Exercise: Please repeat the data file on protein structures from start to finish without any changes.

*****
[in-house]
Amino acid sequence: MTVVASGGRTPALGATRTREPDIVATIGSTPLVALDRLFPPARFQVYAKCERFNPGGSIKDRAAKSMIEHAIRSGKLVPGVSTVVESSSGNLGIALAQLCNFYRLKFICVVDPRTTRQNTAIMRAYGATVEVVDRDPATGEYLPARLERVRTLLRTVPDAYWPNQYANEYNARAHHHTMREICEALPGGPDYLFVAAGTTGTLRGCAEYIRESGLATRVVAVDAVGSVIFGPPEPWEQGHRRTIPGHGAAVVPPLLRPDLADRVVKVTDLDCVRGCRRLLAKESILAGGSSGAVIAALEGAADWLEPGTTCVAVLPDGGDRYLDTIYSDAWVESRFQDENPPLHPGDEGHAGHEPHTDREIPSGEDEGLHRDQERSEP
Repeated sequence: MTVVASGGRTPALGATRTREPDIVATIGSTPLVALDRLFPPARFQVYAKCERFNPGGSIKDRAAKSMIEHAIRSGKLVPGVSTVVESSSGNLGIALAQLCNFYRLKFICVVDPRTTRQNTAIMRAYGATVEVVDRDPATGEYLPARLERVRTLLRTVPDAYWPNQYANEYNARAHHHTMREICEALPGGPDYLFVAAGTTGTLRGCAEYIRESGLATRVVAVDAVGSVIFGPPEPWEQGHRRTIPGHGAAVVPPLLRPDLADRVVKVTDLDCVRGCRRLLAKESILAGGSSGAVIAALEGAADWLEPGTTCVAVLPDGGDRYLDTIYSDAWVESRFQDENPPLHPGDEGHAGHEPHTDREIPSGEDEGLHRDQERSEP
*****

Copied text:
[in-house]
Amino acid sequence: MTVVASGGRTPALGATRTREPDIVATIGSTPLVALDRLFPPARFQVYAKCERFNPGGSIKDRAAKSMIEHAIRSGKLVPGVSTVVESSSGNLGIALAQLCNFYRLKFICVVDPRTTRQNTAIMRAYGATVEVVDRDPATGEYLPARLERVRTLLRTVPDAYWPNQYANEYNARAHHHTMREICEALPGGPDYLFVAAGTTGTLRGCAEYIRESGLATRVVAVDAVGSVIFGPPEPWEQGHRRTIPGHGAAVVPPLLRPDLADRVVKVTDLDCVRGCRRLLAKESILAGGSSGAVIAALEGAADWLEPGTTCVAVLPDGGDRYLDTIYSDAWVESRFQDENPPLHPGDEGHAGHEPHTDREIPSGEDEGLHRDQERSEP
Repeated sequence: MTVVASGGRTPALGATRTREPDIVATIGSTPLVALDRLFPPARFQVYAKCERFNPGGSIKDRAAKSMIEHAIRSGKLVPGVSTVVESSSGNLGIALAQLCNFYRLKFICVVDPRTTRQNTAIMRAYGATVEVVDRDPATGEYLPARLERVRTLLRTVPDAYWPNQYANEYNARAHHHTMREICEALPGGPDYLFVAAGTTGTLRGCAEYIRESGLATRVVAVDAVGSVIFGPPEPWEQGHRRTIPGHGAAVVPPLLRPDLADRVVKVTDLDCVRGCRRLLAKESILAGGSSGAVIAALEGAADWLEPGTTCVAVLPDGGDRYLDTIYSDAWVESRFQDENPPLHPGDEGHAGHEPHTDREIPSGEDEGLHRDQERSEP